5 Charter Schools Proposed In City Their Focuses Vary From Culinary Arts To Construction. The School Board Will Vote On Each.

Posted: July 18, 1997

The recently enacted legislation allowing the creation of charter schools has spawned five proposals that could begin to alter the face of public education in Philadelphia.

One would be the ultimate consumer high school, offering medical care and social services, plus a solid academic load to city students who have been expelled or have otherwise fallen through the cracks.

Another would cater specifically to drop-outs, getting them back into the classroom and at the same time giving them on-the-job training in construction.

Still another would serve youngsters interested in the culinary arts, using social studies to determine how diet reflects economic class, or mathematics to figure how to expand a recipe intended for five into one that can be used for 500.

Such is the vision of what could be Philadelphia's first-ever group of charter schools. On Monday, five groups that have applied to open charter schools in the city this September will present their cases to the school board.

At the meeting, scheduled to begin at 8 a.m., the board will hear from those seeking to open the full-service high school, the construction-training charter school, the culinary arts school and two others: one designed around science and technology, the other emphasizing communications.

Charters are publicly funded schools that are organized and managed by private businesses or individuals and are free to ignore many mandates that govern traditional public schools. Over the last several years, they have been hotly debated among educators and lawmakers alike.

As the public wearies of chronic, widespread failure in public schools, states have been forced to consider new ways of doing business. And Pennsylvania has increasingly been part of that debate, just last month passing charter school legislation.

Now, efforts are under way in many of the state's 501 school districts to set up charters, tailoring them to the needs of the children in their communities.

``The model for the comprehensive high school was developed in 1957 . . . but, as you

know, things have changed greatly in those 40 years,'' said Tim Daniels, the State Department

of Education's charter school specialist ``Society's different, now our schools are

different. . . .

``It's a way to reconfigure schools to meet the needs of the students,'' said Daniels.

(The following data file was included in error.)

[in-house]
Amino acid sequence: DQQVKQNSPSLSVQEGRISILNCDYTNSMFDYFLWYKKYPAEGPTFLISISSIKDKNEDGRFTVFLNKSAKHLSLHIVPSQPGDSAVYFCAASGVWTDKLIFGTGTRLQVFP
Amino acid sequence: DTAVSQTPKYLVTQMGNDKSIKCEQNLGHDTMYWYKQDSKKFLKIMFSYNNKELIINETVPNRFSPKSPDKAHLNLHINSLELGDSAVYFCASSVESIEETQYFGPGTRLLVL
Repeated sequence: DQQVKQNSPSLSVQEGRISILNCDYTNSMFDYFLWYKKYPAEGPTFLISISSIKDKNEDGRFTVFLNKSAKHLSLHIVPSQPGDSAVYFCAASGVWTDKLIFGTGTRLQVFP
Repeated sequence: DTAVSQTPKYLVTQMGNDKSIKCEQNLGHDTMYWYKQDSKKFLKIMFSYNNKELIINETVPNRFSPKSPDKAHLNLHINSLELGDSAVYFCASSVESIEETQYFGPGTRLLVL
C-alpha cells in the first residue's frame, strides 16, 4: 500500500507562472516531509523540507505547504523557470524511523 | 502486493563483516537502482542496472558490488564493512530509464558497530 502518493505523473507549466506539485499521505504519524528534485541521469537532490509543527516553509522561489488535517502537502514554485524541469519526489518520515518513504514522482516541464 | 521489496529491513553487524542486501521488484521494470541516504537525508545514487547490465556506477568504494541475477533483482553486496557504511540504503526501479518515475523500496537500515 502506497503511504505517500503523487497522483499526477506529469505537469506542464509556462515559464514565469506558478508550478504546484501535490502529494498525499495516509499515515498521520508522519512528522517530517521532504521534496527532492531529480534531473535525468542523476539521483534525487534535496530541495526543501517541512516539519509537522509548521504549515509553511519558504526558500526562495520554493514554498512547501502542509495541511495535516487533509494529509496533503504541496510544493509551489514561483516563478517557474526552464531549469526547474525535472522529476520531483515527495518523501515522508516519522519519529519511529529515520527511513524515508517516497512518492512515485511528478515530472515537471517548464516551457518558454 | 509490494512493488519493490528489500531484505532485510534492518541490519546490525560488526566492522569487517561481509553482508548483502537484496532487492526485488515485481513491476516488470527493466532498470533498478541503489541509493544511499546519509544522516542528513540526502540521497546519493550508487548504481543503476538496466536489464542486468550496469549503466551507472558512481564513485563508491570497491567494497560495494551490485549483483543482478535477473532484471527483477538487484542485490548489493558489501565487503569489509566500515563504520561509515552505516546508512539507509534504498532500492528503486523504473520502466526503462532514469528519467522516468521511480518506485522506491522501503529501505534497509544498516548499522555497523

In Philadelphia, the five charter plans offer five different ways to meet those needs.

They are:

The Community Academy. Already a private school that serves some of the district's most troubled students, the academy would expand to include more students, more intensive college prep course work, and a host of services, including medical care and social services, for its students. Currently known as the Community High School, the nonprofit school has been serving youngsters in the city for 18 years.

Harambee Institute of Science and Technology. Produced in conjunction with the 24-year-old Harambee Institute - a nonprofit West Philadelphia community organization - the institute would focus on science and technology for grades K to 8. Designed by John Skief - a history teacher at West Philadelphia High School - the school would also focus on citizenship and community service.

The Philadelphia Academy of Culinary Arts. As a cousin of the JNA Institute, an associate-degree program that teaches culinary skills to recent graduates, the academy would do the same for high schoolers. The core curriculum would include a culinary arts theme. Students in a history class might learn Stephen Girard's introduction of French cuisine in Philadelphia; in mathematics, they would learn how to expand recipes.

YouthBuild Philadelphia Charter School. Founded in 1993, YouthBuild Philadelphia, a South Philadelphia organization, would offer on-the-job training in construction to those who have dropped out of high school.

World Communications Charter School. This charter school would focus on helping youngsters learn how to use technology and communication in the changing world. The Delaware Valley Alliance of Black School Educators is sponsoring the school.

The applicants will not know whether their schools have been approved until the board meets again to vote on the proposals Aug. 21. State law dictates that the applications cannot be approved until at least 30 days from the date they are first publicly presented.

At that time, the board could approve one or all of the schools or ask for more specifics on the plans. The public may find out more about the schools at a special hearing scheduled for July 28 in the board's chambers at the School Administration building, 21st Street and the Parkway.

Statewide, Daniels said, 97 groups applied for $25,000 charter school planning grants; 60 were awarded. Of those, 16 were from Philadelphia, and planners of only five of those thought they could have a charter up and running by the new school year and submitted applications by the district's July 15 deadline.

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